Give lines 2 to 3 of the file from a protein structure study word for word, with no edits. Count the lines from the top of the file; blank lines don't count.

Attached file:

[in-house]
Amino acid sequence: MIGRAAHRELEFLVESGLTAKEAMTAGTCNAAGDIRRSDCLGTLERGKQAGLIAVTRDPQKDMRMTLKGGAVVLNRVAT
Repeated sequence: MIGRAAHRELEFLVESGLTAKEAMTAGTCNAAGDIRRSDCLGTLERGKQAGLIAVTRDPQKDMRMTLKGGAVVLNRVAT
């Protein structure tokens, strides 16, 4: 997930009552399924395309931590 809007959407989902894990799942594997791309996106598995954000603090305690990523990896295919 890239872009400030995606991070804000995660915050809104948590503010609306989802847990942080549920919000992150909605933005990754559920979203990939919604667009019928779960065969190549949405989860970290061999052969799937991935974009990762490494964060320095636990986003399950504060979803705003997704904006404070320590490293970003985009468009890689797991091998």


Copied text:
Amino acid sequence: MIGRAAHRELEFLVESGLTAKEAMTAGTCNAAGDIRRSDCLGTLERGKQAGLIAVTRDPQKDMRMTLKGGAVVLNRVAT
Repeated sequence: MIGRAAHRELEFLVESGLTAKEAMTAGTCNAAGDIRRSDCLGTLERGKQAGLIAVTRDPQKDMRMTLKGGAVVLNRVAT